Can your smartphone give you a 'lifting' microcurrent facial? Alice Hart-Davis tests the Play Skin mask
I suppose it was only a matter of time, given how popular face masks are, before someone had the bright idea of making a home use mask that could give you the sort of microcurrent facial that you normally find in a salon... and realised that it needs such a small electrical current that your phone could provide the power and all the instructions could be loaded onto an app .
And if the Play Skin mask sounds a bit sci-fi, well, it is certainly a few steps into the future. It’s made of floppy-solid silicone hydrogel (good for conducting electricity) and comes in two parts, which need to be attached to electrodes, which clip on to a lead that then plugs into your phone. It’s all a bit of a faff, though the app walks you through it slowly and clearly (you can see me trying it all out on the video, below). It takes ten minutes and claims to lift your face immediately.
What does it feel like?
The mask is dry, but there’s a tacky coating on the inside. I fancied I felt a low-level sort of zinging, but that may have been my imagination. The company has done clinical testing to show that each ten-minute session (the app counts it down for you and tells you when you’re done) will increase hydration levels in the skin by 190 per cent - that sticky coating contains hyaluronic acid, which the microcurrents will drive into your skin.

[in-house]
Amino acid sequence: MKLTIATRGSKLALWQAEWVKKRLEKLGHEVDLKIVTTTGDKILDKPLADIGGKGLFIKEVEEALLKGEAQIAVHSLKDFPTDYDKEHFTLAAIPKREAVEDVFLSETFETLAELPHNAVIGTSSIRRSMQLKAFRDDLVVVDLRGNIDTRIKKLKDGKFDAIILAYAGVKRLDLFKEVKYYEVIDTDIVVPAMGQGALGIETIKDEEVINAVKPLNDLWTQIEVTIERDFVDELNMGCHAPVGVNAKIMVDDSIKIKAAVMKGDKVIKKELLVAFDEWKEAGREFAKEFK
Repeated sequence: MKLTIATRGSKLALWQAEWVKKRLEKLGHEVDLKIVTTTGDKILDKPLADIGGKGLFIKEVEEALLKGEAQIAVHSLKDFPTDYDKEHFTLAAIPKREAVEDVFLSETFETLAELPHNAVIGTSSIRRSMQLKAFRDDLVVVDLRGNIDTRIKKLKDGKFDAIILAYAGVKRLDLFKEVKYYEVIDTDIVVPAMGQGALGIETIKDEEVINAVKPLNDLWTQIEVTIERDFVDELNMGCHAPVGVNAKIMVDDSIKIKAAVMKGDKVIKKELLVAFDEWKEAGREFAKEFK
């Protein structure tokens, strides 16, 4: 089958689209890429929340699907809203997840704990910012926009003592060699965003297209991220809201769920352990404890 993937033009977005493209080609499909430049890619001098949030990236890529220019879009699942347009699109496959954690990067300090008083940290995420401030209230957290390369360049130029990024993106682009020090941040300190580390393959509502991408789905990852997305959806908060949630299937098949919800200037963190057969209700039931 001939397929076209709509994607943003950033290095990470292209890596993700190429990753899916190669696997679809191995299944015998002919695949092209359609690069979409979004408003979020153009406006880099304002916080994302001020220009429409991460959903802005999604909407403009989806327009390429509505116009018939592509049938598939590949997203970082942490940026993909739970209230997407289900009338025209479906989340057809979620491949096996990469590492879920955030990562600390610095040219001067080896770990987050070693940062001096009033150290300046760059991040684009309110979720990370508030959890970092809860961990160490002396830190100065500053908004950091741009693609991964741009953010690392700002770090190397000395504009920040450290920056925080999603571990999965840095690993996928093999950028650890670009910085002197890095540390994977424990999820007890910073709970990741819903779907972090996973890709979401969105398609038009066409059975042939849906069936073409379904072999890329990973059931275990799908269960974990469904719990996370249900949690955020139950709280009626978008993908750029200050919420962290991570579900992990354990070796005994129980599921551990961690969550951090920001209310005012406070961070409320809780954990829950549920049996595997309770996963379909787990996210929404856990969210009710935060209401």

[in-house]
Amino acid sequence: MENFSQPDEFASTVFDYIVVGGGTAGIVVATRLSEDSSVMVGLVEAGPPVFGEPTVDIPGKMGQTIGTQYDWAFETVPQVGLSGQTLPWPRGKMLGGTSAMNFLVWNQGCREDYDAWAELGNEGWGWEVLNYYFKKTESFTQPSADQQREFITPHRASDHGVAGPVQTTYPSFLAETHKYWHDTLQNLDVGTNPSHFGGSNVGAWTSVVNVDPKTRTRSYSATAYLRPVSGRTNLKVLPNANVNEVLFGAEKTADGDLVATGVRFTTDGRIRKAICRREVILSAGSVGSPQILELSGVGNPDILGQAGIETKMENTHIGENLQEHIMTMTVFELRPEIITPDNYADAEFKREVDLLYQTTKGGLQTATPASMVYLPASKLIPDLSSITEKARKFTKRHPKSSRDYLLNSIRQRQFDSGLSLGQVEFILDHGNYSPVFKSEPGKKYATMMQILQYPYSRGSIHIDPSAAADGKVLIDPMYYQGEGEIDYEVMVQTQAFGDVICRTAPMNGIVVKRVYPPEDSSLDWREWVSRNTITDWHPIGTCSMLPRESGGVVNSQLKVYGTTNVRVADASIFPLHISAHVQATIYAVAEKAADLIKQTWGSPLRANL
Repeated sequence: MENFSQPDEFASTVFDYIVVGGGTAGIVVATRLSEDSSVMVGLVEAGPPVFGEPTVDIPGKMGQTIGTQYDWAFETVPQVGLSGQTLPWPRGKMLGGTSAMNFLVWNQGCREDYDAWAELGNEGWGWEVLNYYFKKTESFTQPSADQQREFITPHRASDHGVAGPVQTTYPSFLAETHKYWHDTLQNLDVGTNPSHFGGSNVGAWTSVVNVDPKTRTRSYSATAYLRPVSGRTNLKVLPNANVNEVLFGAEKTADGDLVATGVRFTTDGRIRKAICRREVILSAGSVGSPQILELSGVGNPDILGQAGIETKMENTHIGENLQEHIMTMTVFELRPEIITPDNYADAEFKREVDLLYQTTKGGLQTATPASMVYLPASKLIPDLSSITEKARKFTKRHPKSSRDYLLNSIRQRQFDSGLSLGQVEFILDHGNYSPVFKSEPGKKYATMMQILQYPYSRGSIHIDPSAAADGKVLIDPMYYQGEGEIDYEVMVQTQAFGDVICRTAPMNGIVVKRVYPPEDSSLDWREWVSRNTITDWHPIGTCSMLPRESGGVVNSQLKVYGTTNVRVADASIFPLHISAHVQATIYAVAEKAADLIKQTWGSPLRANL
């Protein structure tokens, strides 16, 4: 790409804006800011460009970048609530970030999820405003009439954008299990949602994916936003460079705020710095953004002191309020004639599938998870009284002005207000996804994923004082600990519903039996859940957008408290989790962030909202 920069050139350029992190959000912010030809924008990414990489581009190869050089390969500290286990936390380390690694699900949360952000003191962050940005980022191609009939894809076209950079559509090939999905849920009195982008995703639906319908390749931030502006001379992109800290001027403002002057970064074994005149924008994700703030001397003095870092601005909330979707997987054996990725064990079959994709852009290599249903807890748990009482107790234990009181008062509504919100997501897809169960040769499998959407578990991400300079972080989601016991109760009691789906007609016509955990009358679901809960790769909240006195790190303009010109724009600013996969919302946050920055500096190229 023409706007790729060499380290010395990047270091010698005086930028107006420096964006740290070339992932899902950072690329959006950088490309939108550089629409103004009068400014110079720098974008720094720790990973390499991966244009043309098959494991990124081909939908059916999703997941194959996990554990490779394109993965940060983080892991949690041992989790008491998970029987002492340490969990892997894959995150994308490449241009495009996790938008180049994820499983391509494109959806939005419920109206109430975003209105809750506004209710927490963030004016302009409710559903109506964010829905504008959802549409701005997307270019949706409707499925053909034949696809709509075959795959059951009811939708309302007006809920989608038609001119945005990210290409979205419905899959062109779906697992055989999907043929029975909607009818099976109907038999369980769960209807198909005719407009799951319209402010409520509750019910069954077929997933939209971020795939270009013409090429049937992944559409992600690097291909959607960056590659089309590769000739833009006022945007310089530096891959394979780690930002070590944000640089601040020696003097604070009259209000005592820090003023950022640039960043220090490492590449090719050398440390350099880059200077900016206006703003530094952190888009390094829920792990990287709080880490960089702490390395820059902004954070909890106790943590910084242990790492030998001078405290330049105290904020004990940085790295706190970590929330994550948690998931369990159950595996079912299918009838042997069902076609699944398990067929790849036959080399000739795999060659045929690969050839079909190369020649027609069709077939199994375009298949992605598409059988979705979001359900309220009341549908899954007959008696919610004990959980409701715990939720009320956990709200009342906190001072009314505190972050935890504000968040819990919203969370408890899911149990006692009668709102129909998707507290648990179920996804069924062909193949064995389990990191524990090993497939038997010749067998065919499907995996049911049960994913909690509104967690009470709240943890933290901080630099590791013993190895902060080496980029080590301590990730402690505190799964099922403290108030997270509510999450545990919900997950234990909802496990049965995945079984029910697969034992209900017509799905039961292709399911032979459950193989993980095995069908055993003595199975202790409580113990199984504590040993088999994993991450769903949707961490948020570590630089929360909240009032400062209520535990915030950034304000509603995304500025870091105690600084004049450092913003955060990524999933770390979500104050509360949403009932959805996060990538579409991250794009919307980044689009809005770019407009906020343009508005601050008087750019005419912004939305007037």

I didn’t see any difference after one session but I’m intrigued by the whole concept. Silicone gel sheets smooth and soften the skin just by being placed on it - it’s what scar reduction patches are made of - and tend to amplify the effects of any product placed underneath them.
Five masks and full-size serum cost £89.99; two masks with trial size serum £13.30 available from 14th April 2017 in the UK from www.playskin.co.uk . (until that date it can be purchased from Italy here ). Meanwhile, for info check out http://www.playskin.it/en/
See all our reviews of the latest and products and trends here